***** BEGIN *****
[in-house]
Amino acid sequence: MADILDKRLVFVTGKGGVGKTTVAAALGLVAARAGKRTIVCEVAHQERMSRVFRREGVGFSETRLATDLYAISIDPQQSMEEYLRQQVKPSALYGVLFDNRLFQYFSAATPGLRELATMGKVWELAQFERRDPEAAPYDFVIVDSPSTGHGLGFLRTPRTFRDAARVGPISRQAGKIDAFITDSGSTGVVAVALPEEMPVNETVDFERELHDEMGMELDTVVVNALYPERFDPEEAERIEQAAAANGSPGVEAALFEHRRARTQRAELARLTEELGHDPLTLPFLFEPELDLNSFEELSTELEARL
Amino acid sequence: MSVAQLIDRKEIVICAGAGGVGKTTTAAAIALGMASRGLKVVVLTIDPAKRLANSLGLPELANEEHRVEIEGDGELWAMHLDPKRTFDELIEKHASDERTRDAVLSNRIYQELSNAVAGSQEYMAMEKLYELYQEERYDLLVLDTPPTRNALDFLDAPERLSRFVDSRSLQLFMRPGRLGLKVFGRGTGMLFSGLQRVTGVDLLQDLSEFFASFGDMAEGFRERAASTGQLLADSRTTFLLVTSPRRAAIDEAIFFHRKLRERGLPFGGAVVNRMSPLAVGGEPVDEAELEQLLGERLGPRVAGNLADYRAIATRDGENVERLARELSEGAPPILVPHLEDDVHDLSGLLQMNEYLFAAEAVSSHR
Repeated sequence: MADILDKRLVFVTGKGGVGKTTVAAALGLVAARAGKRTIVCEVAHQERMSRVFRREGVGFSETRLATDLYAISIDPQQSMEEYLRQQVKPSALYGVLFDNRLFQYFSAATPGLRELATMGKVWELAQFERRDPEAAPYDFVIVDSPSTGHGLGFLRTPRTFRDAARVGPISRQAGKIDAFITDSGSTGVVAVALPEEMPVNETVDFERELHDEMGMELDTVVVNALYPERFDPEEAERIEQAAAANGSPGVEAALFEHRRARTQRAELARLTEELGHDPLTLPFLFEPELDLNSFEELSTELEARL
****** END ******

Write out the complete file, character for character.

[in-house]
Amino acid sequence: MADILDKRLVFVTGKGGVGKTTVAAALGLVAARAGKRTIVCEVAHQERMSRVFRREGVGFSETRLATDLYAISIDPQQSMEEYLRQQVKPSALYGVLFDNRLFQYFSAATPGLRELATMGKVWELAQFERRDPEAAPYDFVIVDSPSTGHGLGFLRTPRTFRDAARVGPISRQAGKIDAFITDSGSTGVVAVALPEEMPVNETVDFERELHDEMGMELDTVVVNALYPERFDPEEAERIEQAAAANGSPGVEAALFEHRRARTQRAELARLTEELGHDPLTLPFLFEPELDLNSFEELSTELEARL
Amino acid sequence: MSVAQLIDRKEIVICAGAGGVGKTTTAAAIALGMASRGLKVVVLTIDPAKRLANSLGLPELANEEHRVEIEGDGELWAMHLDPKRTFDELIEKHASDERTRDAVLSNRIYQELSNAVAGSQEYMAMEKLYELYQEERYDLLVLDTPPTRNALDFLDAPERLSRFVDSRSLQLFMRPGRLGLKVFGRGTGMLFSGLQRVTGVDLLQDLSEFFASFGDMAEGFRERAASTGQLLADSRTTFLLVTSPRRAAIDEAIFFHRKLRERGLPFGGAVVNRMSPLAVGGEPVDEAELEQLLGERLGPRVAGNLADYRAIATRDGENVERLARELSEGAPPILVPHLEDDVHDLSGLLQMNEYLFAAEAVSSHR
Repeated sequence: MADILDKRLVFVTGKGGVGKTTVAAALGLVAARAGKRTIVCEVAHQERMSRVFRREGVGFSETRLATDLYAISIDPQQSMEEYLRQQVKPSALYGVLFDNRLFQYFSAATPGLRELATMGKVWELAQFERRDPEAAPYDFVIVDSPSTGHGLGFLRTPRTFRDAARVGPISRQAGKIDAFITDSGSTGVVAVALPEEMPVNETVDFERELHDEMGMELDTVVVNALYPERFDPEEAERIEQAAAANGSPGVEAALFEHRRARTQRAELARLTEELGHDPLTLPFLFEPELDLNSFEELSTELEARL